Innovative partnership

Meeting to discuss closer links are senior administrators from the South Island's three...
Meeting to discuss closer links are senior administrators from the South Island's three universities (from left) Canterbury University deputy vice-chancellor Prof Ian Town, Lincoln University deputy vice-chancellor Dr Chris Kirk, and University of Otago pro-vice-chancellor, health sciences, Prof Don Roberton. PHOTO: Peter McIntosh.
The University of Otago and its two fellow South Island universities, Canterbury and Lincoln, have joined forces - backed by a $3 million grant - to boost technology-based innovation.

The money, provided over two years, is from the the Encouraging and Supporting Innovation Fund of the Tertiary Education Commission.

The three universities are also working closely with three successful business entrepreneurs to build a collaborative culture, and to build technology-based enterprises resulting from university research.

Three entrepreneurs in residence, each linked to one university, have been appointed, comprising Dr Peter Fennessy (Otago University ), Dr Garth Carnaby (Lincoln University) and Dr Bill Swallow (Canterbury University).

An industry advisory board has also been established.

Senior representatives of the universities discussed prospects for collaboration with the board members at the Dunedin Club last night.

The new programme will encourage and support innovation involving the universities in respect of science and engineering, including biotechnology, agriculture, health science and information communications technology (ICT).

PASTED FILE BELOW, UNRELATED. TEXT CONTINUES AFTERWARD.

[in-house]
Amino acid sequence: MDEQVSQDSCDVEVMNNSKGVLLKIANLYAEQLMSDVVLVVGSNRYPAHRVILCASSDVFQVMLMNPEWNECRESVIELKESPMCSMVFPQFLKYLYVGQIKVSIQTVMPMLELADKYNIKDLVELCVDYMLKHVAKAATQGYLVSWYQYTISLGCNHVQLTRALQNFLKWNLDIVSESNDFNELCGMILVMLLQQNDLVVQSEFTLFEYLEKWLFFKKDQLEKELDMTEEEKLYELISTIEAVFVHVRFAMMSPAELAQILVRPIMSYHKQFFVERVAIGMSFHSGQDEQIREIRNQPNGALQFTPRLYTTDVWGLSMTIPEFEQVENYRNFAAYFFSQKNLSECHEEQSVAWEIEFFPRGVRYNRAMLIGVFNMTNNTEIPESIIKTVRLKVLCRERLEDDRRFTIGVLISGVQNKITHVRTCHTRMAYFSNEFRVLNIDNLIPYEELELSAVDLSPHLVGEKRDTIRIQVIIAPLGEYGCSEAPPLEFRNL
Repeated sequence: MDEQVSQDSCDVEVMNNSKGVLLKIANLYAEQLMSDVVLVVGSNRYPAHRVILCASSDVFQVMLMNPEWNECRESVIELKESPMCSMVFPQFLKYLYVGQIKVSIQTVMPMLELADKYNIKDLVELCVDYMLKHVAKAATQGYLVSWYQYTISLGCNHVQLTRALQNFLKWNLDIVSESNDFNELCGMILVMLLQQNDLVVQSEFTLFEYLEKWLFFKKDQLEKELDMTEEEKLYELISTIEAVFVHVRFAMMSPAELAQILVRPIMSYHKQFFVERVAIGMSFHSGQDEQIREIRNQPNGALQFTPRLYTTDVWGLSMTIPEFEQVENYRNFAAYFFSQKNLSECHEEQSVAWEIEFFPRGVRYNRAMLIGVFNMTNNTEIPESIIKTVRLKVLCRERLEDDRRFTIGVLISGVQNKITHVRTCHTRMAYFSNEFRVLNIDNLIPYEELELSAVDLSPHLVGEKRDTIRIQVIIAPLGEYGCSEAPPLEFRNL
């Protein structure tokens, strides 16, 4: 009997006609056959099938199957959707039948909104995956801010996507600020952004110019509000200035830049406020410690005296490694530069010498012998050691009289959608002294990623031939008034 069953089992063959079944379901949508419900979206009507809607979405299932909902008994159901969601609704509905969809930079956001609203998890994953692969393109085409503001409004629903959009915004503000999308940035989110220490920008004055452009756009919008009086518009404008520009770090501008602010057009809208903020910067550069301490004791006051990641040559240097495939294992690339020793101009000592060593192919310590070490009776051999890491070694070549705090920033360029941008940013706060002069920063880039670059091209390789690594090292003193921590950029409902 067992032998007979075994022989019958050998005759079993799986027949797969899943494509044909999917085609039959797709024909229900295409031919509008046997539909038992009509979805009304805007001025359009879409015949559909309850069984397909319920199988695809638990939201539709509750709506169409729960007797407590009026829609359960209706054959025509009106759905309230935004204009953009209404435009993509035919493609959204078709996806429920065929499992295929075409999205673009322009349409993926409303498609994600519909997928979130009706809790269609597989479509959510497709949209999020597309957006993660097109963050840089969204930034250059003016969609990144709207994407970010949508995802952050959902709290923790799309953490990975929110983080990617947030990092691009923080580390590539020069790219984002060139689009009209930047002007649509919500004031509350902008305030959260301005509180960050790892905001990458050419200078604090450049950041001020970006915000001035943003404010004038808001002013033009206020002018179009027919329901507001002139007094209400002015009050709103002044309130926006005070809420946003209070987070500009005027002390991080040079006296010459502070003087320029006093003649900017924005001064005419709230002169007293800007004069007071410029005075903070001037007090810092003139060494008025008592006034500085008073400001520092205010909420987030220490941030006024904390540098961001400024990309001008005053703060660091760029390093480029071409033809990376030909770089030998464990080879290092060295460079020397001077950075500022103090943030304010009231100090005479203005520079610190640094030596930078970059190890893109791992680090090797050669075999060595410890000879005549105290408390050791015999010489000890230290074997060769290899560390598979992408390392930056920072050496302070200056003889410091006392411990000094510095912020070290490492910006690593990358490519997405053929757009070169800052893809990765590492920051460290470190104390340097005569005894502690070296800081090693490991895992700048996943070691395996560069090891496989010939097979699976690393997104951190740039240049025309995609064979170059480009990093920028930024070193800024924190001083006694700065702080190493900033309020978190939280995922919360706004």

Otago University officials said the university was already committed to developing commercial applications of university research through the Centre for Innovation and the applied science degree programme.

The initiative aimed to foster a culture of innovation more broadly within the university, officials said.

Prof Brendan Gray, who holds the Dunedin City Council Chair in Entrepreneurship, said the approach was complementary, using the strengths of each university, including biological sciences at Otago.

Prof Don Roberton, the Otago University pro-vice-chancellor, health sciences, said that the new programme would help to develop potentially commercial applications of university research for the public good, including new drugs or medical equipment.

The programme would provide staff and students with insights into the potential and challenges of commercialising technology, officials said.

Advisory board members include Sue Suckling, chairwoman of the National Institute of Water and Atmospheric Research, NZQA and AgriQuality New Zealand Ltd; Jim McLean (chairman NZBio, HortResearch); Mike Dunbier (former chief executive Crop and Food Research); Richard Garland (MD NZ Pharmaceuticals) and David Band (ex PA Consulting and Sibson, UK).


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